Log-burning stoves are one of the pleasures of living in the countryside and for more fashion-conscious townies. They tend to be produced by family-owned businesses, almost all of which are in rural areas in the UK. The industry is very concerned that this great way of life and tradition might be under threat because the stoves are needlessly brought into air-quality regulations. For the sake of everyone who enjoys them and for everyone who manufactures them in rural areas, will the Minister meet the industry to try to protect them?
The right hon. Member for Meriden, representing the Church Commissioners was asked—
Same Sex Marriage: Clergy
I should first declare my personal position, which is that I voted in favour of same sex marriage when the decision was before Parliament, but I do recognise that it is difficult for the Anglican Church. The Anglican Communion extends over many different cultures and many continents, and not all cultures and societies move at the same pace. It is therefore all the more remarkable that the Archbishop of Canterbury managed to get a unanimous agreement among all the bishops of the Anglican Communion, in Canterbury, in January, that there should be a new doctrine condemning homophobic prejudice and violence, and resolving
“to work together to offer pastoral care and loving service irrespective of sexual orientation.”
I thank the right hon. Lady for her answer. She will be aware that many people feel called to ministry, including, naturally, many people who are lesbian, gay, bisexual and transgender. Although Church of England policies protect heterosexual couples if they are in a marriage by not taking their status into account when it comes to jobs within the Church, the same is not true for those who have entered same sex marriages. Is she aware of cases of written permission from bishops placed on file, and of refusals to issue licences when new positions are sought, including even secular positions? Will she do her best to ensure that LGBT clergy are not discriminated against here in the Church of England?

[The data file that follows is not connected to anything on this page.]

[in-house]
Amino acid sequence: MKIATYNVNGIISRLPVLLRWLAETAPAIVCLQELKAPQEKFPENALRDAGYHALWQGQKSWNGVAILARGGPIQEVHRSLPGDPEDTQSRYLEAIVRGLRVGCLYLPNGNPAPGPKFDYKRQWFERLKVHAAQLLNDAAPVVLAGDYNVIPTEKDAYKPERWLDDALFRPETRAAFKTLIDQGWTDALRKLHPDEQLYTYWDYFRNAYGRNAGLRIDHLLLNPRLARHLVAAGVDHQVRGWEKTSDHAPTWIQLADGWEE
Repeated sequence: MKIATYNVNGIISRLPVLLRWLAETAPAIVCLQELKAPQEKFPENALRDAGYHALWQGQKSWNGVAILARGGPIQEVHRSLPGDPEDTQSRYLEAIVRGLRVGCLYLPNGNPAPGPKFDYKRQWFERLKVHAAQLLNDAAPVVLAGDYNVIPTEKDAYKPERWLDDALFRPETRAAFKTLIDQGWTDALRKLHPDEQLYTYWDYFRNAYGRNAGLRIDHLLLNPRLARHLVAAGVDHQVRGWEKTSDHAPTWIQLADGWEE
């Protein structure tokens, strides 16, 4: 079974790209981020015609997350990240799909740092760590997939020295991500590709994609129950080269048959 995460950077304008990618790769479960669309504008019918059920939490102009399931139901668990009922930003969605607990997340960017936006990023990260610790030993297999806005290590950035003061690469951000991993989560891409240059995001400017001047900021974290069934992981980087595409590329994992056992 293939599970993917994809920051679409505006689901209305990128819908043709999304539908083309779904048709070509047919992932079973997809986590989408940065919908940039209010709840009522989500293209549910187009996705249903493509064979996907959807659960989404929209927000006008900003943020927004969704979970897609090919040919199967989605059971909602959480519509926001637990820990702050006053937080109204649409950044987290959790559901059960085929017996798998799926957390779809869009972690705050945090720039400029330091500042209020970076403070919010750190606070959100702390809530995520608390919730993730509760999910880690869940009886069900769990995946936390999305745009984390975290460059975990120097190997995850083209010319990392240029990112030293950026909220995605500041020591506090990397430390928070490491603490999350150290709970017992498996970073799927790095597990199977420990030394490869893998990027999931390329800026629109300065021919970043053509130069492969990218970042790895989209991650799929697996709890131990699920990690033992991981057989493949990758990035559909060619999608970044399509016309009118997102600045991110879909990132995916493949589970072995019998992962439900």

As I mentioned, the Anglican Communion is extremely diverse. What we must remember, living here in the liberal west, is that a typical Anglican communicant is in Africa and black, female and under 35; in many African nations there are also very strong views on this subject, and keeping the Communion together is a big challenge. It is open to Church of England clergy to enter into civil partnerships, and many do so. The Church of England in England is moving forward in its understanding with a shared conversation, three parts of which have already occurred. In July this year, the Synod will move forward with the shared conversation about sexuality—the nature of human sexuality. I reiterate the point that the whole Communion agreed unanimously that the Church should never, by its actions, give any impression other than that every human being is the same in God’s sight regardless of sexuality.
The Dean of Lichfield cathedral, Adrian Dorber, is always telling me how short of money the cathedral is. May I just say that I live for the day when gay clergymen can be openly gay and there will be gay marriages, which will be paid for in Lichfield cathedral and all the other cathedrals in England and the rest of the United Kingdom, in a liberal nation.
I look forward to visiting the Lichfield diocese. Indeed, the Government have been very generous in their funding for repairs to that beautiful cathedral. On the specific subject of human sexuality, I do not think that the Archbishop of Canterbury could have been clearer about his leadership in bringing the whole Anglican Communion together for the first time, united behind the doctrine that we should condemn homophobic prejudice and violence at home and abroad.
Near Neighbours Programme
I am so sorry that we do not have the presence of my hon. Friend the Member for Southend West (Sir David Amess), as it would have given me an opportunity to thank Mr Speaker for hosting a reception in his apartment to celebrate the Queen’s birthday. What better opportunity could there be to bring the community together—people of all faiths and all backgrounds—in every one of our constituencies than to celebrate the birthday of the Head of the Church?